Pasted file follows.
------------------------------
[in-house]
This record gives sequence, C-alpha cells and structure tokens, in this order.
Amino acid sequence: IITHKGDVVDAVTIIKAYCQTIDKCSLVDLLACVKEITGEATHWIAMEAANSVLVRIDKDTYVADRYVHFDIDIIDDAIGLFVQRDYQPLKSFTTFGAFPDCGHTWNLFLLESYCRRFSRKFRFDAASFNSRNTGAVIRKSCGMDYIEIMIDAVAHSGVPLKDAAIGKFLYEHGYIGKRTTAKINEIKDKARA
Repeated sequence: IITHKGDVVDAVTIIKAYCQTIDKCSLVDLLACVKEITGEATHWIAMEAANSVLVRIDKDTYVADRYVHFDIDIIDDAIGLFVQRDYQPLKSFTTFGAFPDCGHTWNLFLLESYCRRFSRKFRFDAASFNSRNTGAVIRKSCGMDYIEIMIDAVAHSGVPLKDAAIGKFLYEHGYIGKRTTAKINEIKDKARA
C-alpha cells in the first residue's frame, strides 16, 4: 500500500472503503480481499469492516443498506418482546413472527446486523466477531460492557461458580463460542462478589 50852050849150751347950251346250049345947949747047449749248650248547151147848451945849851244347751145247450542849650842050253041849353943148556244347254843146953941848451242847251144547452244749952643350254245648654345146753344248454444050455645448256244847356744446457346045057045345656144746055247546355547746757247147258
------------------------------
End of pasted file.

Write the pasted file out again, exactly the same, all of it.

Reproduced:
[in-house]
This record gives sequence, C-alpha cells and structure tokens, in this order.
Amino acid sequence: IITHKGDVVDAVTIIKAYCQTIDKCSLVDLLACVKEITGEATHWIAMEAANSVLVRIDKDTYVADRYVHFDIDIIDDAIGLFVQRDYQPLKSFTTFGAFPDCGHTWNLFLLESYCRRFSRKFRFDAASFNSRNTGAVIRKSCGMDYIEIMIDAVAHSGVPLKDAAIGKFLYEHGYIGKRTTAKINEIKDKARA
Repeated sequence: IITHKGDVVDAVTIIKAYCQTIDKCSLVDLLACVKEITGEATHWIAMEAANSVLVRIDKDTYVADRYVHFDIDIIDDAIGLFVQRDYQPLKSFTTFGAFPDCGHTWNLFLLESYCRRFSRKFRFDAASFNSRNTGAVIRKSCGMDYIEIMIDAVAHSGVPLKDAAIGKFLYEHGYIGKRTTAKINEIKDKARA
C-alpha cells in the first residue's frame, strides 16, 4: 500500500472503503480481499469492516443498506418482546413472527446486523466477531460492557461458580463460542462478589 50852050849150751347950251346250049345947949747047449749248650248547151147848451945849851244347751145247450542849650842050253041849353943148556244347254843146953941848451242847251144547452244749952643350254245648654345146753344248454444050455645448256244847356744446457346045057045345656144746055247546355547746757247147258